Antioxidant carotenoids and flavonoids found abundantly in goji berries. β -carotene, zeaxanthin, cryptoxanthin, and lutein play a vital role in protecting the skin and mucosa from free radical injury.
Certain flavonoids found in goji berries are quercetin, kaempferol, myricetin, hesperidin and rutin. They act as antioxidants, anti-inflammatory, and anti-cancer agents.
Zeaxanthin is a natural antioxidant which has UV (ultra-violet) rays filtering actions in the macula lutea portion of the retina in the eyes. Thus, it may offer protection from "age-related macular disease" (ARMD) in the elderly.
Fresh, as well as, dried goji are excellent sources of vitamin-A. 100 g of dried berries carry astoundingly 26,822 IU of vitamin-A. Vitamin-A is a powerful natural anti-oxidant and is required by the body for maintaining the integrity of skin and mucosa. It is also an essential vitamin for good vision. Research studies suggest that natural foods rich in this vitamin may help the human body protect against lung and oral cavity cancers.
Vitamin C is another natural anti-oxidant found in right concentration in goji. 100 grams of dried goji composes 48.4 mg or 80% of daily required levels of this vitamin.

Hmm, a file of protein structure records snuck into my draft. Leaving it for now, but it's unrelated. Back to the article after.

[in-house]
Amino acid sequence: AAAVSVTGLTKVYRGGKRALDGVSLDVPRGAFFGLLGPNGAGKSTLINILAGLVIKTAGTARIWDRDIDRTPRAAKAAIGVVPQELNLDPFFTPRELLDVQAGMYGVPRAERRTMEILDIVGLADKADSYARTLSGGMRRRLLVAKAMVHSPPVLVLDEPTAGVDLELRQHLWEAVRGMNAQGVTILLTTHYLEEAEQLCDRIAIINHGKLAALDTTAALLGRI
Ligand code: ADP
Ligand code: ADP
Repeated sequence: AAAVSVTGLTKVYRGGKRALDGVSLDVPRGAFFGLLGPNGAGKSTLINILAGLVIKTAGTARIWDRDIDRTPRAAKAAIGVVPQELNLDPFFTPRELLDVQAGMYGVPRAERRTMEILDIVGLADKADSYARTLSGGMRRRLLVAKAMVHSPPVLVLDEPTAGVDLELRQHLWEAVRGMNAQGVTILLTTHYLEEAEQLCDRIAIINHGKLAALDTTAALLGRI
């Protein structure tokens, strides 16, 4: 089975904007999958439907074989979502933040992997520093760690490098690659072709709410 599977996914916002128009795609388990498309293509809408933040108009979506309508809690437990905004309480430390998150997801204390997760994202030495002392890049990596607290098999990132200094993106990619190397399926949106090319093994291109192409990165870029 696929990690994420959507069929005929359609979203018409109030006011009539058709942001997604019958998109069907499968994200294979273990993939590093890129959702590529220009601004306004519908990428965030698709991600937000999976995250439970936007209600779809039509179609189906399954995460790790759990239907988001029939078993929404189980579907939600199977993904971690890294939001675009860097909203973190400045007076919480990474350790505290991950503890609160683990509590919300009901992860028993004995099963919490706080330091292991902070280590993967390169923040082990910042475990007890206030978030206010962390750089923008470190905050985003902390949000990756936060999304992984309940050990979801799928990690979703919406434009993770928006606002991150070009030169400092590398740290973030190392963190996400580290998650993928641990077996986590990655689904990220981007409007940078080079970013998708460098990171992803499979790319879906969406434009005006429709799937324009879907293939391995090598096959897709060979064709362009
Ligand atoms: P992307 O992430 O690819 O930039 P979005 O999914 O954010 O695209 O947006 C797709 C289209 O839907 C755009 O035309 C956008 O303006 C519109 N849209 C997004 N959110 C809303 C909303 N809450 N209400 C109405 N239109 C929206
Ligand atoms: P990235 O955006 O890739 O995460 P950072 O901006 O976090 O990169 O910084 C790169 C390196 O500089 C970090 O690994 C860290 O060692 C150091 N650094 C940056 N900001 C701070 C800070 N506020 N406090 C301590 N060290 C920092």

Dried goji berries are an excellent source of calcium (190 mg or 19% of RDI), iron 6.80 mg/100 g of fruits (about 85% of RDI). Iron, being a component of hemoglobin inside the red blood cells, determines the oxygen-carrying capacity of the blood. Calcium is an important mineral that is an essential constituent of bone and teeth and required by the body for muscle contraction, blood clotting, and nerve impulse conduction.
Further, fresh as well as dry berries carry adequate daily recommended levels of the B-complex group of vitamins. Dried goji contains very good amounts of pyridoxine (vitamin B-6), thiamin niacin, pantothenic acid, and riboflavin. These vitamins are acting as cofactors help the human body metabolize carbohydrates, protein, and fats.
|Principle||Nutrient Value||Percentage of RDA|
|Total sugars||45.61 g||35%|
|Total Fat||0.39 g||2%|
|Dietary fiber||13.0 g||34%|
|Vitamins||Vitamin A||26822 IU||894%|
|Vitamin C||48.4 mg||894%||Electrolytes|